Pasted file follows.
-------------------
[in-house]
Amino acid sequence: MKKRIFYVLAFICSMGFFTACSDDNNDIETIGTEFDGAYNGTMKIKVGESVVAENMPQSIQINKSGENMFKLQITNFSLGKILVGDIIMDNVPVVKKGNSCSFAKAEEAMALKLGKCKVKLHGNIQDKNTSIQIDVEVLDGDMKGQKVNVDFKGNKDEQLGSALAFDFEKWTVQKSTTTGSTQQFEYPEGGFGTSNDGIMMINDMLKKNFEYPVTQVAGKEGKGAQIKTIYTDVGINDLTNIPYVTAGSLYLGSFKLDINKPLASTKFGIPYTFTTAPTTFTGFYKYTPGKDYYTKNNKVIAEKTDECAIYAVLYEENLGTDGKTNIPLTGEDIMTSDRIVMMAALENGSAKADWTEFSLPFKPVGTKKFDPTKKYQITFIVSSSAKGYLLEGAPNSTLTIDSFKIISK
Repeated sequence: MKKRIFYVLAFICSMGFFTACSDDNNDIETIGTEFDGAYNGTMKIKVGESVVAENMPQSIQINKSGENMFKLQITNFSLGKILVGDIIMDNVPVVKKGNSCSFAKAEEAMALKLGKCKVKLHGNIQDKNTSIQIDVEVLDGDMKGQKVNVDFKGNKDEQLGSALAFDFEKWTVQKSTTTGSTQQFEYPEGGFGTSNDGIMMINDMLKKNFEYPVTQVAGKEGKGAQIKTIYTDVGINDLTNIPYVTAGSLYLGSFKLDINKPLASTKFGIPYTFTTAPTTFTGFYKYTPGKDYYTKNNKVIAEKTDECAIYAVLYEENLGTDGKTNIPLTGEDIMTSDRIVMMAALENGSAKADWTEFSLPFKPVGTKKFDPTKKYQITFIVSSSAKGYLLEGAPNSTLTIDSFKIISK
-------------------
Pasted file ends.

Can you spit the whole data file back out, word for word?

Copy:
[in-house]
Amino acid sequence: MKKRIFYVLAFICSMGFFTACSDDNNDIETIGTEFDGAYNGTMKIKVGESVVAENMPQSIQINKSGENMFKLQITNFSLGKILVGDIIMDNVPVVKKGNSCSFAKAEEAMALKLGKCKVKLHGNIQDKNTSIQIDVEVLDGDMKGQKVNVDFKGNKDEQLGSALAFDFEKWTVQKSTTTGSTQQFEYPEGGFGTSNDGIMMINDMLKKNFEYPVTQVAGKEGKGAQIKTIYTDVGINDLTNIPYVTAGSLYLGSFKLDINKPLASTKFGIPYTFTTAPTTFTGFYKYTPGKDYYTKNNKVIAEKTDECAIYAVLYEENLGTDGKTNIPLTGEDIMTSDRIVMMAALENGSAKADWTEFSLPFKPVGTKKFDPTKKYQITFIVSSSAKGYLLEGAPNSTLTIDSFKIISK
Repeated sequence: MKKRIFYVLAFICSMGFFTACSDDNNDIETIGTEFDGAYNGTMKIKVGESVVAENMPQSIQINKSGENMFKLQITNFSLGKILVGDIIMDNVPVVKKGNSCSFAKAEEAMALKLGKCKVKLHGNIQDKNTSIQIDVEVLDGDMKGQKVNVDFKGNKDEQLGSALAFDFEKWTVQKSTTTGSTQQFEYPEGGFGTSNDGIMMINDMLKKNFEYPVTQVAGKEGKGAQIKTIYTDVGINDLTNIPYVTAGSLYLGSFKLDINKPLASTKFGIPYTFTTAPTTFTGFYKYTPGKDYYTKNNKVIAEKTDECAIYAVLYEENLGTDGKTNIPLTGEDIMTSDRIVMMAALENGSAKADWTEFSLPFKPVGTKKFDPTKKYQITFIVSSSAKGYLLEGAPNSTLTIDSFKIISK